The Los Angeles police department (LAPD) has banned commercial facial recognition software and launched a review after 25 officers were accused of using it unofficially to try to identify people.
On Friday, a directive reportedly sent to the entire department by the head of the LAPD IT arm, plus deputy chief John McMahon, noted that police officers were only allowed to use the official LAPD ID system. That system is run by LA County and stores images taken by officers and added after arrests.
That memo came one day after A BuzzFeed article claimed to have seen documents that showed more than 25 LAPD officers had used the Clearview AI facial recognition service nearly 475 times to try to identify suspects over a three-month period beginning at the end of 2019.
Clearview is a commercial service that uses a database of millions of images of people harvested from images posted on the internet. The company has marketed its software to police officers as a useful crime-fighting tool, seemingly in the hope that individuals’ experiences prompt pressure for larger purchases.
In response to queries about LAPD officers using the software, McMahon said that a small group of investigators had tried it out. This week, after the memo went out, an LAPD spokesman said only two officers had used Clearview for an official investigation and the others had simply tested it. However the tool was used to effect one arrest in one case.
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Privacy advocates are concerned about the use of such software because the provenance of images it collects and the accuracy of its recognition code mean results are far from 100 per cent accurate. There are also significant ongoing concerns about racial bias in the system’s results. Such concerns have led to a number of cities like San Francisco banning the use of facial recognition outright.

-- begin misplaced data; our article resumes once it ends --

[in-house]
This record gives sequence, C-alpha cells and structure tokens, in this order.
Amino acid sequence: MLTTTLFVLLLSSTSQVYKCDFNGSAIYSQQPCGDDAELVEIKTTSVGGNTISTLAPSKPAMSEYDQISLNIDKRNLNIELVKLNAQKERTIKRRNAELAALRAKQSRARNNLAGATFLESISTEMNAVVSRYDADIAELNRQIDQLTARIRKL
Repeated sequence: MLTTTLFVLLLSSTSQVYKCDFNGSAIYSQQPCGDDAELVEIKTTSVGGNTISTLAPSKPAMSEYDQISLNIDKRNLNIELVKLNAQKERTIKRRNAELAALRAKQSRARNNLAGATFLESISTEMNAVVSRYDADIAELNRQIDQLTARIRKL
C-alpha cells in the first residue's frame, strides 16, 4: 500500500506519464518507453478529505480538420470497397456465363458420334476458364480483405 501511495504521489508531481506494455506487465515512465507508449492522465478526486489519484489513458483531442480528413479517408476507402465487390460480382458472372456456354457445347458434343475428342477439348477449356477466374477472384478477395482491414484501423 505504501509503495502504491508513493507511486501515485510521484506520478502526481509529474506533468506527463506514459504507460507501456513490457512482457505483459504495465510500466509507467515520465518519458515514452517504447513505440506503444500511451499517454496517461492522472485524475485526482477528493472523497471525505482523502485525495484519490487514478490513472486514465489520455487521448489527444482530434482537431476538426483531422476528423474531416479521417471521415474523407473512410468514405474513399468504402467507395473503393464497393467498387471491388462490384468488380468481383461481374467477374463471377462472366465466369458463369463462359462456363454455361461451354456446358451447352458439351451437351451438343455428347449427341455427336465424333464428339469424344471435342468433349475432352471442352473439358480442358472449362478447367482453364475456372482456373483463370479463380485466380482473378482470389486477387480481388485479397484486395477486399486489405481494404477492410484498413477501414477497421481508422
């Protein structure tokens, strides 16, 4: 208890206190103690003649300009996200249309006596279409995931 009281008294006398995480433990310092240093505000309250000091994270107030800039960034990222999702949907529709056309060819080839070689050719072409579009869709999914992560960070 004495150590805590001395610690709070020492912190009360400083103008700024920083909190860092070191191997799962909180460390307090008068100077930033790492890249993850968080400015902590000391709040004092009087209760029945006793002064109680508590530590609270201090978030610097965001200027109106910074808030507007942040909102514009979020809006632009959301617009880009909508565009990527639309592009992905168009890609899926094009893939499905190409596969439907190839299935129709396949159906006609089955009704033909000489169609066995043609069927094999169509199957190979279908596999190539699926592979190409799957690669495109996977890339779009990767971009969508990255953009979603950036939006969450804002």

In the LAPD’s case the choice to stop using Clearview appears to be an internal policy rather than a city-imposed decision.
McMahon’s memo read: “Department personnel shall not use third-party commercial facial recognition services or conduct facial recognition searches on behalf of outside agencies. Moreover, any department personnel using FRT [facial recognition technology] shall attend the proper training and obtain a certificate of completion prior to using the system.”
This is not the LAPD’s first facial recognition controversy. While the Department has repeatedly claimed it never uses facial recognition, the LA Times reported last month that it had used the county’s system 30,000 times since 2009.
The force appears to have decided that an in-house system for recognizing faces already in its system could escape a definition of facial recognition. The Police Commission said it would review use of the technology.
Meanwhile this week the New Orleans Police Department (NOPD) confirmed that it is using facial recognition software and has done for years despite repeatedly claiming otherwise. Those denials appear to have been built on the belief that if the department doesn’t own the software it doesn’t count.
A NOPD spokesman admitted to local press that the department is given access to the technology through “state and federal partners.” But he wouldn’t say who those partners were. “We would prefer not to at this time,” he said. ®